This is in response to Dayne Sherman’s letter on June 13 wherein he charges that Gov. Bobby Jindal and the legislators are “deliberately killing LSU and other state universities”.
This writer can’t believe that the governor and legislators would intentionally destroy the state’s best asset. However, one has to wonder what happened to the Bobby Jindal who wrote in a 2007 campaign for governor brochure: “LSU must be supported so that it can compete with the other leading research universities around the country.”
Five years ago, the governor and legislators took the easy way out by embarking on a policy of benign neglect of LSU and the other state universities.
The policy of benign neglect has resulted in a 60 percent reduction in state appropriations to the universities from the state general fund in the last five years. No other state has reduced funding of their universities by that large a percentage over the same period.
Lawmakers cry that, “Our hands are tied; the only items we can cut are higher education and health care.” Voters should not let legislators get away with this big falsehood.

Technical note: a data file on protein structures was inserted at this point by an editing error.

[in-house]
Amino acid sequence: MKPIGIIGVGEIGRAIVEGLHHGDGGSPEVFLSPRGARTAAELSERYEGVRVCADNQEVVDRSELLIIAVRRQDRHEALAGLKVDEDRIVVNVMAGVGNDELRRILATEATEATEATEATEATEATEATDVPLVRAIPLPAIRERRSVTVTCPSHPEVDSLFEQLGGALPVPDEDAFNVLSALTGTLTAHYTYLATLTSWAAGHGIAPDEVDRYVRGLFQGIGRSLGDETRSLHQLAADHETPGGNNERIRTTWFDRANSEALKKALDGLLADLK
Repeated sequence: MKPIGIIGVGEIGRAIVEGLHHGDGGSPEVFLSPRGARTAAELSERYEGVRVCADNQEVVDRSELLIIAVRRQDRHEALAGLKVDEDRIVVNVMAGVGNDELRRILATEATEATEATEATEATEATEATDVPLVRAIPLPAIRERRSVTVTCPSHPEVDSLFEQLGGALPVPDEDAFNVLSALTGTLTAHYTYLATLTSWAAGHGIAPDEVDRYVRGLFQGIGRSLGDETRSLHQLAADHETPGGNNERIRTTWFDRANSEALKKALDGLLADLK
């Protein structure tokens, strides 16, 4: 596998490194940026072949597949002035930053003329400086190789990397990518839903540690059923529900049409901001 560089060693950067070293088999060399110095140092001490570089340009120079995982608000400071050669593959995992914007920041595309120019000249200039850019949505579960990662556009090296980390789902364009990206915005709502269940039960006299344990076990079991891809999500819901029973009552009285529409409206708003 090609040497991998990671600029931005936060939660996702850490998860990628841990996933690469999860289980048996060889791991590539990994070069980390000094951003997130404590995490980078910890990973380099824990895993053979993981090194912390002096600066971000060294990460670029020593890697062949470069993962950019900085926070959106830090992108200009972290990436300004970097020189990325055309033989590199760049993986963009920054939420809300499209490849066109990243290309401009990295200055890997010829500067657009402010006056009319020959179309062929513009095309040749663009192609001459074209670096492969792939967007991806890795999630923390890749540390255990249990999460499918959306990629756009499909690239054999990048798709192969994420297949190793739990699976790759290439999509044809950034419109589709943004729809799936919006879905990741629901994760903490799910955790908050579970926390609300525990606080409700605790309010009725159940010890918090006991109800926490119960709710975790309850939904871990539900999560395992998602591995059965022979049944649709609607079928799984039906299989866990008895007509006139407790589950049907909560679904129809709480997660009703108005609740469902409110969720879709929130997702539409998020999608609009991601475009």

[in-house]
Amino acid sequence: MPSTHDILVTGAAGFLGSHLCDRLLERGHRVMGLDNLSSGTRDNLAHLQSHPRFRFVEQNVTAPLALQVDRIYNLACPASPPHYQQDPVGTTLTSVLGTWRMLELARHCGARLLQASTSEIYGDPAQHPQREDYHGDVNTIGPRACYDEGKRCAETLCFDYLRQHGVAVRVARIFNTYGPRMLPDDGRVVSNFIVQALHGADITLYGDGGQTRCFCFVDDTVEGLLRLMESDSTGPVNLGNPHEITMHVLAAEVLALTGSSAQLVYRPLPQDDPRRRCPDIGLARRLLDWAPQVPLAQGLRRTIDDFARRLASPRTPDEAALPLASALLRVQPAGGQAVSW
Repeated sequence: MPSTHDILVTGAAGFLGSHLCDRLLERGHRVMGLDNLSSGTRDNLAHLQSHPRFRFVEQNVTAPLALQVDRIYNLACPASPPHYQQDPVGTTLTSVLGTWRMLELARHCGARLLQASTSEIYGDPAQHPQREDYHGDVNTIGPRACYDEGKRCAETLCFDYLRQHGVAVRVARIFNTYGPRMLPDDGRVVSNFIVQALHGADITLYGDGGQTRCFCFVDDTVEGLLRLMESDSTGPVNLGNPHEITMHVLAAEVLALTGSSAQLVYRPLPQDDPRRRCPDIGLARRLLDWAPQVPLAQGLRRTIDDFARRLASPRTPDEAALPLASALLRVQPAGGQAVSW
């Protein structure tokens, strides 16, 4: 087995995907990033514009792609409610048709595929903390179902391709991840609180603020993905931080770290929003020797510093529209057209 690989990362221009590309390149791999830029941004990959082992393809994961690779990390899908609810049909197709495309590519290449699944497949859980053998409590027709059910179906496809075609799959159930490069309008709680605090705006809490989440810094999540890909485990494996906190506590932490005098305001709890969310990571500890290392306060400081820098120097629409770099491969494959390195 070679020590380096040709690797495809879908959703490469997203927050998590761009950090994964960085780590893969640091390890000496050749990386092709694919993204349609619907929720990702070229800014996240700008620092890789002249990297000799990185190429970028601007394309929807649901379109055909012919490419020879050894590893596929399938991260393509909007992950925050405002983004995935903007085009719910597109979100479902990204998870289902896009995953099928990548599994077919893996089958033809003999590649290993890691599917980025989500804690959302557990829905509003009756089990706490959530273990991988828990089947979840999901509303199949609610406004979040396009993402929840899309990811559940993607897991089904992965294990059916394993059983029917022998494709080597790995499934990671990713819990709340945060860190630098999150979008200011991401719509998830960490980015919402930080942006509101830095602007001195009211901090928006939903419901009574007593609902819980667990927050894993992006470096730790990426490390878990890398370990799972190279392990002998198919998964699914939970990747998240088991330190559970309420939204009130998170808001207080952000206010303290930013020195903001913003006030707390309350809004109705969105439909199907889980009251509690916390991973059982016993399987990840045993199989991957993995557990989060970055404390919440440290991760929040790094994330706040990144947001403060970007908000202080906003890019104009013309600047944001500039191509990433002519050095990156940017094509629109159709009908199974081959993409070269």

Legislators have the power to amend, repeal and enact laws. That’s their job. They could easily untie their hands, but they chose not to.
Politicians plead the state’s poverty as another excuse for the drop in funding. Another falsehood. Louisiana has a higher per-capita income than many of the Southern states who do a better job of funding their universities.
There are $3.5 billion in state money tied up in statutory dedications that the Legislature could reduce/cut by a majority vote. There are $5 billion or more in tax exemptions that the Legislature could reduce/cut by a majority vote.
Why can’t the lawmakers cut by a small percentage at least some of the $8 billion in statutory dedications and tax exemptions in order to provide Louisiana with quality universities? The answer is that legislators first have to obtain permission from the business, industry and petrochemical groups that are the real political powers in exploited Louisiana. So far, the answer from the political powers has been no. The legislators called fiscal hawks can attest to that fact.
The neglect of the universities will continue until former governors Roemer, Foster and Blanco meet with Gov. Jindal and ask him to stop. The former governors have earned the trust of the people and are the only governors since Gov. Huey Long to make higher education a real priority. The three can convince the governor that neglecting the universities is a big mistake that is damaging Louisiana’s future and will be hard to rectify.
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